When Russian émigré artist Paraskeva Clark (1898–1986) first arrived in Canada from Europe, she complained that the art in her new country was all “landscape, landscape, landscape.” Ironically, in the years that followed she produced more landscapes than still lifes, portraits, or canvases with a social purpose—the works for which she is best known.


Paraskeva Clark, Wheat Field, 1936

Paraskeva Clark, Wheat Field, 1936

Oil on canvas, 63.6 x 76.5 cm, National Gallery of Canada, Ottawa

Wheat Field was painted near Inglewood, Ontario, within driving distance northwest of Toronto. Clark began visiting the Caledon Hills with her husband and sons sometime around 1934, and the area continued to provide her with subject matter into the early 1950s. The painting shows an understanding of mass, and Clark models form with the application of colour—she sculpts with paint, rather than draws. Her landscape, with its high horizon and viewpoint, is indebted to the theories of perspective of her teacher Kuzma Petrov-Vodkin (1878–1939). Only a narrow sliver of sky is indicated at the very top of the canvas.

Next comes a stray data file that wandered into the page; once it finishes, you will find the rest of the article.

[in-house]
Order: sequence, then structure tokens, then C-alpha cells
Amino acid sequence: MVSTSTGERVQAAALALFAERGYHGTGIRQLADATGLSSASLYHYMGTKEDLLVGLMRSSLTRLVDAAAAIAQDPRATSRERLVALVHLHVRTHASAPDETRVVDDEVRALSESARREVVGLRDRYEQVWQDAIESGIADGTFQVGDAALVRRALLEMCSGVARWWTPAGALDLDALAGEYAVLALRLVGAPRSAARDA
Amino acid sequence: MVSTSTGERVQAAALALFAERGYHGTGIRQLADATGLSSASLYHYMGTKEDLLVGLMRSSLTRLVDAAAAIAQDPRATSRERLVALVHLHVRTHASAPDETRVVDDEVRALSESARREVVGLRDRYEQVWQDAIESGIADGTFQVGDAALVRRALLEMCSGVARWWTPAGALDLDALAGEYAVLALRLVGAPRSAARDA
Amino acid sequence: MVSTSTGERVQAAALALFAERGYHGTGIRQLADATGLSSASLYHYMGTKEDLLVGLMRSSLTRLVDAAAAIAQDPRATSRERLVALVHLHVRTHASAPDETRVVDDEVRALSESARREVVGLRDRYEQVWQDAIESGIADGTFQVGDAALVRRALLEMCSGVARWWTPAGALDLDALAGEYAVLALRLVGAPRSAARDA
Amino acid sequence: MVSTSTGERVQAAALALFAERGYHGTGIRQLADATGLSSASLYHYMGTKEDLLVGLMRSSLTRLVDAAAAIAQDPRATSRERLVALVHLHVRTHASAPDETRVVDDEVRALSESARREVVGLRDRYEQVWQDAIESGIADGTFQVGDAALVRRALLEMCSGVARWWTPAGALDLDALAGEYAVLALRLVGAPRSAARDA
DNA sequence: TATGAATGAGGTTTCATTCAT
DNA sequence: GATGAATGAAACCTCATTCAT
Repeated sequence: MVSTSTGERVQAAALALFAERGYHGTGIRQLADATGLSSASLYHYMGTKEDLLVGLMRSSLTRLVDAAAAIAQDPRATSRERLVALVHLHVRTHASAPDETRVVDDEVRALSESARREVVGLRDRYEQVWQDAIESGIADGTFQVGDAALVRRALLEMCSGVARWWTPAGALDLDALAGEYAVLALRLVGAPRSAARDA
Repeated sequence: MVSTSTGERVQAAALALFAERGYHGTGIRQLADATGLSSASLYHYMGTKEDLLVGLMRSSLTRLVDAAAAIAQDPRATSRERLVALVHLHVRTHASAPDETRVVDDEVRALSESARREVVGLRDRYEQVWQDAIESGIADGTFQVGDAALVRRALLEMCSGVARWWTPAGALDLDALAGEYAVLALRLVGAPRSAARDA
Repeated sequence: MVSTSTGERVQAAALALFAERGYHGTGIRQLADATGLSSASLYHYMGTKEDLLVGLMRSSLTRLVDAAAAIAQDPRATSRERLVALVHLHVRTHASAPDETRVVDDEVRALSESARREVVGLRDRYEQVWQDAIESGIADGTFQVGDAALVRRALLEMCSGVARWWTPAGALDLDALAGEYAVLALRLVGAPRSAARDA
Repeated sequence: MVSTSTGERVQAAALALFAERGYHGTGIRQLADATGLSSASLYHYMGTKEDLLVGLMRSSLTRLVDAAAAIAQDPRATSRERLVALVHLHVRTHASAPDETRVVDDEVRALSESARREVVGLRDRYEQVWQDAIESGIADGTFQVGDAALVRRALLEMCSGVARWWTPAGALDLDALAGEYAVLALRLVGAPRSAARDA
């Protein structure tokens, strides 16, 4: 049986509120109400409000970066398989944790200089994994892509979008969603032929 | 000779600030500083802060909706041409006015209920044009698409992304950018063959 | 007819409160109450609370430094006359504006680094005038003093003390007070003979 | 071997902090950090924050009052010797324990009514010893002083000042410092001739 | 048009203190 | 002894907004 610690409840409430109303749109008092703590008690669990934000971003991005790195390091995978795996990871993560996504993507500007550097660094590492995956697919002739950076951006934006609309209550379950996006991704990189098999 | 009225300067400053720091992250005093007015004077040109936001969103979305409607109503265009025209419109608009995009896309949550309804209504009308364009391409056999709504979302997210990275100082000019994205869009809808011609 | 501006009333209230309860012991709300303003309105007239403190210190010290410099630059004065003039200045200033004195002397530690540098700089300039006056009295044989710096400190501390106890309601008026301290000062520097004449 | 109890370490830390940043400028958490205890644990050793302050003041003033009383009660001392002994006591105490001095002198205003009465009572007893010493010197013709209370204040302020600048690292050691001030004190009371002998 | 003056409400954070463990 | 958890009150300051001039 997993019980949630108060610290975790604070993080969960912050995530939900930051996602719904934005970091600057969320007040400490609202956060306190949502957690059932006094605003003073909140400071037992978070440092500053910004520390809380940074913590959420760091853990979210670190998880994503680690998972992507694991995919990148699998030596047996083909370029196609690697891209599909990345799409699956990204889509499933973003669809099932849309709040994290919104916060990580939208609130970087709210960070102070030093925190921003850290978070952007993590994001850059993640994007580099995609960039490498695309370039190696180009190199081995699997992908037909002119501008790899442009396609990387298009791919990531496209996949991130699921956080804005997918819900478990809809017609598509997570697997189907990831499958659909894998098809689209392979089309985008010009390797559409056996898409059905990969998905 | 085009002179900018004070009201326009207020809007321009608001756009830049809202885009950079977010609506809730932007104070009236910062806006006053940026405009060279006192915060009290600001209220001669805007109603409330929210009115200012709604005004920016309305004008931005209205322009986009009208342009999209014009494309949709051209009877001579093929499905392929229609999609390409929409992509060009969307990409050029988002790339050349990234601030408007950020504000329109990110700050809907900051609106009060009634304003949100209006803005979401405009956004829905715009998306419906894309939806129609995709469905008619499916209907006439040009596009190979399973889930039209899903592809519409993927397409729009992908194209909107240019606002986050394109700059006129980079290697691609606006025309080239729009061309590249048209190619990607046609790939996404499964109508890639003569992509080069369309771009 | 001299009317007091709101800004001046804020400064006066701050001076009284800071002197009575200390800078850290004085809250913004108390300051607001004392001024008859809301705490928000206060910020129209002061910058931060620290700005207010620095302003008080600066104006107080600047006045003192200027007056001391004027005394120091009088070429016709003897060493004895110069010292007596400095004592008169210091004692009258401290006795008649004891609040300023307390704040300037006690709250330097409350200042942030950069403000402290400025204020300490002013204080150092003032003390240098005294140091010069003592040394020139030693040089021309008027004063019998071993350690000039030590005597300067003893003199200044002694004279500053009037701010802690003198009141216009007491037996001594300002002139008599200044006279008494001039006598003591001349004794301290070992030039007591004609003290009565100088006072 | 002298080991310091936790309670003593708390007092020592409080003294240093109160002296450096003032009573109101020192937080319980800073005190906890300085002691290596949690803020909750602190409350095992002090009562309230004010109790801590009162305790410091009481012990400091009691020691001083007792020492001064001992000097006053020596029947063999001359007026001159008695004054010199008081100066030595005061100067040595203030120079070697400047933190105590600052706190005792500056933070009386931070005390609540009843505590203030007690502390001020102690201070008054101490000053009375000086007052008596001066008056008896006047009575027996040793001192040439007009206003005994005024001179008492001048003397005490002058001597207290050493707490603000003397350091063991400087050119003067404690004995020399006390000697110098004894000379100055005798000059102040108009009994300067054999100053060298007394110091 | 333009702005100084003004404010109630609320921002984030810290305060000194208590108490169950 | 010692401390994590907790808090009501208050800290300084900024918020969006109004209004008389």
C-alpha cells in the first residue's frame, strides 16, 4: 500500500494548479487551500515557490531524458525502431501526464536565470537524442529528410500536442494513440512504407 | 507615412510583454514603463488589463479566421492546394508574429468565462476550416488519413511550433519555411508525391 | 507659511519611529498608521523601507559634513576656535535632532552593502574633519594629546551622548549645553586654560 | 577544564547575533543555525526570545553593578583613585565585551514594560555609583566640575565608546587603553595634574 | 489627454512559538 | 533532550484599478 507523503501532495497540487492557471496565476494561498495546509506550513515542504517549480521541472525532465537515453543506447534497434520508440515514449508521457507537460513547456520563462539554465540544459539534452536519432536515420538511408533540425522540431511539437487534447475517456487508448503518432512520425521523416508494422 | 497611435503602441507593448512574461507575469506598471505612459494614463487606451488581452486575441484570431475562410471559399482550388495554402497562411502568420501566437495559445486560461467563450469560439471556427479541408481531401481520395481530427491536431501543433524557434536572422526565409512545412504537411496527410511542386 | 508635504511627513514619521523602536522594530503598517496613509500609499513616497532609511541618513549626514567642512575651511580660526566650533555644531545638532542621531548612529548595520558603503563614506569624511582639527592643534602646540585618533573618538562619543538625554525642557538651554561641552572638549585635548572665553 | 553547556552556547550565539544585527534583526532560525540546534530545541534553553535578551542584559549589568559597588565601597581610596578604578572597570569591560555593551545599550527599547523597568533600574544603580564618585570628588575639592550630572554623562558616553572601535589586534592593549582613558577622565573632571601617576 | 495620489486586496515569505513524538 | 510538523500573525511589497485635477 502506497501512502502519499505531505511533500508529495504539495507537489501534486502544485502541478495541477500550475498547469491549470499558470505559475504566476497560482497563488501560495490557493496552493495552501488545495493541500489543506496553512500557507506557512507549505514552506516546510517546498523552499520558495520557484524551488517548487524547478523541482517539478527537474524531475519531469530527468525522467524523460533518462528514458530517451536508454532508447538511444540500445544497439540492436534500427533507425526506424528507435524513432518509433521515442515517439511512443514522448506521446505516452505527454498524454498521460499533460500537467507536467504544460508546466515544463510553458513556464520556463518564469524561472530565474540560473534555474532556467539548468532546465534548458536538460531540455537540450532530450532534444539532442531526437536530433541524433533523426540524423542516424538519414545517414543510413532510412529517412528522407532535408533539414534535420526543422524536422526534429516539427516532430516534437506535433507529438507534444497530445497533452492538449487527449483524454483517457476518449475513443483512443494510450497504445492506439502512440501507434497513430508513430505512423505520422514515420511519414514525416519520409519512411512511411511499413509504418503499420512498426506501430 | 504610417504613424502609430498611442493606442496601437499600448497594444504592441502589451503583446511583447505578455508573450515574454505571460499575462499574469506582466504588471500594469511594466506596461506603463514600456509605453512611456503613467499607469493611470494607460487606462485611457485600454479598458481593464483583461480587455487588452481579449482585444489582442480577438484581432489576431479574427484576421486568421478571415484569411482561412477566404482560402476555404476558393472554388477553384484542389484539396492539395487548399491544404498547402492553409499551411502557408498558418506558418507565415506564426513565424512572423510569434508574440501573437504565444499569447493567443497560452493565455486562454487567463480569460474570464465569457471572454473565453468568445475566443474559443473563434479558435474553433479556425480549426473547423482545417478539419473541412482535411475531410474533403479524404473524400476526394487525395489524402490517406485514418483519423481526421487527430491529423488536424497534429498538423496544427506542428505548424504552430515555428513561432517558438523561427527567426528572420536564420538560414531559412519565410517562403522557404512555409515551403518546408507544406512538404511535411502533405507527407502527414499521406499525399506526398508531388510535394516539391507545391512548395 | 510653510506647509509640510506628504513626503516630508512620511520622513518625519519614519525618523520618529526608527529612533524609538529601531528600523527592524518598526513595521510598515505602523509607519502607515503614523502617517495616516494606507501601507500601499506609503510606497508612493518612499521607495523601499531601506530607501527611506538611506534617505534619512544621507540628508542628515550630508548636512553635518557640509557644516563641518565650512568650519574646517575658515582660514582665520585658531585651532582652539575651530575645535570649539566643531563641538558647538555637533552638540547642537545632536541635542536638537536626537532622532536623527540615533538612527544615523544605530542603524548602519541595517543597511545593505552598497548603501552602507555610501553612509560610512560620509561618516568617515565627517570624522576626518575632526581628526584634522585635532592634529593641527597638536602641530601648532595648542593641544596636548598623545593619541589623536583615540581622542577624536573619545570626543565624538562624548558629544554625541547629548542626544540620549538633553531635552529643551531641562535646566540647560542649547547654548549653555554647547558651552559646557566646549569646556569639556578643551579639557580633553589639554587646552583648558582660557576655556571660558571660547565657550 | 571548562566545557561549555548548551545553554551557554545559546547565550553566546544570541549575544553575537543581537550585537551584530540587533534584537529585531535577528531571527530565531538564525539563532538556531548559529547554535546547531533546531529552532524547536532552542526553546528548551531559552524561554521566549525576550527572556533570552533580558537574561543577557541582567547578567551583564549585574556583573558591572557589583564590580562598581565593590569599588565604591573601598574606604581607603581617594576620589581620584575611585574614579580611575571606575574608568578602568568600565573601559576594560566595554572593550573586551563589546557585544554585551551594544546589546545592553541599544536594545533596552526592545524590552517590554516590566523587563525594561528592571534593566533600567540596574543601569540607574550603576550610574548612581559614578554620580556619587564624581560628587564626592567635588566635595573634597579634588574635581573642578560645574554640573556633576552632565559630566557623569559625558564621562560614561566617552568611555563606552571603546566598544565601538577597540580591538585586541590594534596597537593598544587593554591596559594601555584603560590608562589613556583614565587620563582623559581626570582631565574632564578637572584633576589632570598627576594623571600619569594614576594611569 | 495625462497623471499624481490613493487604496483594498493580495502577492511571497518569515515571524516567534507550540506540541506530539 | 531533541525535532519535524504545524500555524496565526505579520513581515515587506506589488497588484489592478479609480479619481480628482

In a review in Art Digest (New York) in 1936, the art critic Graham McInnes had praised Clark for bringing her innate sensibility and her talent for conceiving plastic relationships to the Canadian scene. Here, she successfully brought her Russian training to a Canadian subject.


This Spotlight is excerpted from Paraskeva Clark: Life & Work by Christine Boyanoski.

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